At the start of an estimation phase, all the counters (counters 14i and counter of the circuit 13) are at zero. Each time a datum corresponding to a digitized signal arises on the bus 12, the clock 11 sends a pulse. The counters 14i are then incremented if their input 15i is high. The counter of the circuit 13 counts the number of pulses provided by the clock. If this number exceeds M, the circuit 13 resets its own counter and the counters 14i to zero.
According to a variant embodiment, the state of the counter of the circuit 13 is delivered to a further circuit, not represented, which produces a signal when M words have been counted, so as to advise of the time at which a correct result is available at the outputs 21 and 22. The ways of implementing such an embodiment are within the scope of those skilled in the art.
The output of each counter 14i is connected to the input of a corresponding circuit 18i described later. The circuits 18i each deliver the entropy corresponding to the bit bi. The entropies are summed by a summing device 19. The result is deducted from the constant term NlogM of equation (1) by the summing device 20. The output 21 or the output 22 will be chosen depending on whether an estimate is desired of the total number of bits required to code the M samples or of the mean number of bits per sample. The output 21 corresponds directly to the output of the summing device 20, whereas the output 22 corresponds to this output viewed through a divider by M 23.
FIG. 3 represents an operating diagram corresponding to one of the circuits 18i. This circuit possesses as input the values of M, as well as the values of Ci corresponding to the number of times a bit bi was at 1 in the M samples.
The circuit principally comprises two logarithmic tables 24 and 25 to the base 2. The particular feature of these circuits is that they deliver a zero at output when a zero is present at their input, even if the log of zero is normally not defined.
The input of the table 24 receives the term M-Ci, whereas the table 25 receives the term Ci. The outputs of the tables each go to a multiplier which moreover receives M-Ci and Ci respectively. The outputs from the two multipliers are next added up to provide the output from the circuit 18i.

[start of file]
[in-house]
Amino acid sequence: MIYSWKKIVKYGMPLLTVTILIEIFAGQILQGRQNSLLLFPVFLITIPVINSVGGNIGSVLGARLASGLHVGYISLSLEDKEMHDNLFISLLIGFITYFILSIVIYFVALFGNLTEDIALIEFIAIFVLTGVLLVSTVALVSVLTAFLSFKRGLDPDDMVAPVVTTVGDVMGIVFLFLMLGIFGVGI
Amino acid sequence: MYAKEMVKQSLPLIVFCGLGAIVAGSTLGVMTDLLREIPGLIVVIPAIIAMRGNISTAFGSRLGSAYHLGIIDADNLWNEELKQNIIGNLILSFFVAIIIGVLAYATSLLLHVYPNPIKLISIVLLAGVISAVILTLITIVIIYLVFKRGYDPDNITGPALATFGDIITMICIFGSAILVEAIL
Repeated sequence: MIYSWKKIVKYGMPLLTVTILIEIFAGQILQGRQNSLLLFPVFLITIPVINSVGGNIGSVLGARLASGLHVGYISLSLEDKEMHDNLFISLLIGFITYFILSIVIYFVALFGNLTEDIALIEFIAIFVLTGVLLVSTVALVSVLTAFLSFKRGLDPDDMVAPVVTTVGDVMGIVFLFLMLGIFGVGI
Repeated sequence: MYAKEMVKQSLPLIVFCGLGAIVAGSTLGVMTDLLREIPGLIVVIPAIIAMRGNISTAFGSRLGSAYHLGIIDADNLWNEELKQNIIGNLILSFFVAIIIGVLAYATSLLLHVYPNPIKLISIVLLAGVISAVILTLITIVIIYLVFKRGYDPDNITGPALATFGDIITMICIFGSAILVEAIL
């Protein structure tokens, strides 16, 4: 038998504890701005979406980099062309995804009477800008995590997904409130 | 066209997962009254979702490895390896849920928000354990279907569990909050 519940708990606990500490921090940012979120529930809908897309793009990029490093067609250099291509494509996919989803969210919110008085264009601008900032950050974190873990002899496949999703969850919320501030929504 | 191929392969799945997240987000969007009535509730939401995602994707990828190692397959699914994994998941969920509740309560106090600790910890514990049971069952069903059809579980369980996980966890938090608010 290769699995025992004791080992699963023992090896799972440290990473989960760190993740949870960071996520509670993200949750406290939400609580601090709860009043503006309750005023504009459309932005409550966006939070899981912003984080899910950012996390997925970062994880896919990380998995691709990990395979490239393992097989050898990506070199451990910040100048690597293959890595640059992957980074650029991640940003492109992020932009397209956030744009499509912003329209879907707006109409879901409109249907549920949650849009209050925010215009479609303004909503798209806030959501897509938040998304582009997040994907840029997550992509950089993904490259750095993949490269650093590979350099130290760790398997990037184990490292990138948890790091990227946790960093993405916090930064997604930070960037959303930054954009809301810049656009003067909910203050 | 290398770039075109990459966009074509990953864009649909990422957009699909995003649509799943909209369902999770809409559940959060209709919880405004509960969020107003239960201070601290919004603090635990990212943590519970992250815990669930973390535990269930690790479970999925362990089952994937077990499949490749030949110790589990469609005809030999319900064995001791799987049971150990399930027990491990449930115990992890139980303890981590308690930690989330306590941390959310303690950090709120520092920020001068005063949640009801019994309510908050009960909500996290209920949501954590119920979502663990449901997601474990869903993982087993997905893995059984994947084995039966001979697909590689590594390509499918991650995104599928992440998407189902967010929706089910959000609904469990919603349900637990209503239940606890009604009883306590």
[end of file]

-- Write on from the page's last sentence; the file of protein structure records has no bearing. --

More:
According to a variant embodiment, a single logarithm memory is used for all the circuits 18i, a microprocessor or the like being employed to provide the values from this memory.
According to a variant embodiment, the circuit 13 includes a zero-reset which makes it possible to choose precisely from which sample it is desired to begin estimation, by applying a signal to this input at the requisite time.
The estimate obtained can next be used by the other circuits of the compression device, especially to regulate the degree of fill of the compressed-data buffer or to adapt the quantizing of the coefficients. The interaction of the estimation device according to the invention with the overall device in which it will be installed as well as the regulation per se will be carried out according to one of the layouts known to those skilled in the relevant art.
According to a particular embodiment, estimation of the bit budget is performed in a first pass of the coder, the corresponding result next being used to adapt the quantizing of the coefficients during a second pass in order to obtain the desired bit rate, the second pass terminating with the actual VLC coding, whilst the first pass terminates with estimation of the bit budget according to the process in accordance with the invention.
According to a particular embodiment, estimation by the process in accordance with the invention is obtained after the data have been submitted to a Walsh-Hadamard transformation rather than a DCT transformation. The Walsh-Hadamard transform is simpler to implement than the DCT transform, requiring only additions and subtractions and not multiplications. It will also be possible to use the estimate obtained by virtue of the process in accordance with the invention after a Walsh-Hadamard transformation so as to adapt the quantizing of coefficients obtained by DCT.
Implementations of the process other than that given in the example above are of course possible. It will, in particular, be possible to implement certain steps by means of a microprocessor.
The bit budget estimating process can obviously be used in other applications embracing variable-length coders.